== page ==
Cauldron of Knowledge

Cauldron of Knowledge

Print by J.E.C. Williams in the book 'Y Mabinogion', trans. J.M. Edwards (Wrexham, 1901).
Print by J.E.C. Williams in the book ‘Y Mabinogion’, trans. J.M. Edwards (Wrexham, 1901).

There is a Celtic legend called the Cauldron of Changes that you can read on the website, Chalice Centre. I would like to discuss one aspect of this story that pertains to the knowledge of Soul and its transformative effects on human beings.

In the story, a peasant boy named Gwion is hired by Ceridwen to stir and keep watch over the cauldron, which she has prepared for her ugly and hapless son, Avagddu. Because of her great love for the boy, she desired to find a way to transform her son. After studying books of Druidic alchemists, Ceridwen has learned how to make a special brew that can illuminate one with the knowledge of all things, past, present, and future. She carefully gathered all the necessary ingredients into a large iron cauldron, which must simmer for a year and a day. She conscripts Gwion to keep watch over the steaming vessel.

According to the alchemists, tasting three drops of the magical liquid would bestow the aforementioned knowledge. For a year, Gwion stirred the cauldron with a large wooden spoon, and kept the flames burning by feeding it with twigs and leaves. On the last day, Gwion decided to stir the pot sunwise for luck. As he did so, three drops flew out of the pot and landed on his hand, burning him. Immediately, he thrust his hand into his mouth to cool the burn. An instant after swallowing the magical elixir, his mind was illuminated. Worlds upon worlds opened within him, spreading out endlessly into eternity. In an instant, he was made aware of all the interconnections of Nature. He could hear and understand the trees, the babbling brook, the crawling insect. He could hear and understand their music and their languages.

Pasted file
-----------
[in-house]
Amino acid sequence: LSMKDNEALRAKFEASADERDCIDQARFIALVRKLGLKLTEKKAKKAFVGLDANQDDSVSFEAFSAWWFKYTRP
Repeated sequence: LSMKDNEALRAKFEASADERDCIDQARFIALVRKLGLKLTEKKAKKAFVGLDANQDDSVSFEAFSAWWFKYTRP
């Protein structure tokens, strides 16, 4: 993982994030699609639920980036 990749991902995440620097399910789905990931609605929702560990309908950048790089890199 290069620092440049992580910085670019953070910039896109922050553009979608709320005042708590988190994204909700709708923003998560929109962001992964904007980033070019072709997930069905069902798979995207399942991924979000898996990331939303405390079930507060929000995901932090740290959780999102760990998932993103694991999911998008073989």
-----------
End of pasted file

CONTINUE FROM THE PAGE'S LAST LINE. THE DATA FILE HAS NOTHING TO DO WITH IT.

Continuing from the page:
You can read the rest of the story in the above link. What I have described so far is quite intriguing for someone who is fascinated by the things of the Soul.

First of all, this myth reveals the powers contained within the cauldron, which I see as a metaphor for the unconscious psyche. In our stage of evolutionary development, a simple taste of these powers can transform our entire lives. Perhaps in the future, there will be a greater flow of knowledge between consciousness and unconsciousness. For most of us, however, these incidents do not occur all the time. Now, we experience occasional irruptions of the unconscious into our conscious minds. These are incidental, stupendous, and wonderful examples of the powers of the soul, but they are prototypical of what lies ahead for the human species.

After our culture has experienced several centuries of intense emphasis on reason, logic, rationality, and science, the powers of the soul have atrophied. This began to change in the twentieth century, with the increased interest in things of the soul. This is in large part a result of the work of C.G. Jung. We still, however, have a long way to go. The process of evolution takes much time. We know we are circumambulating to a point in history where the powers of the soul will be restored. We see it moving in that direction everyday, especially on the Internet.

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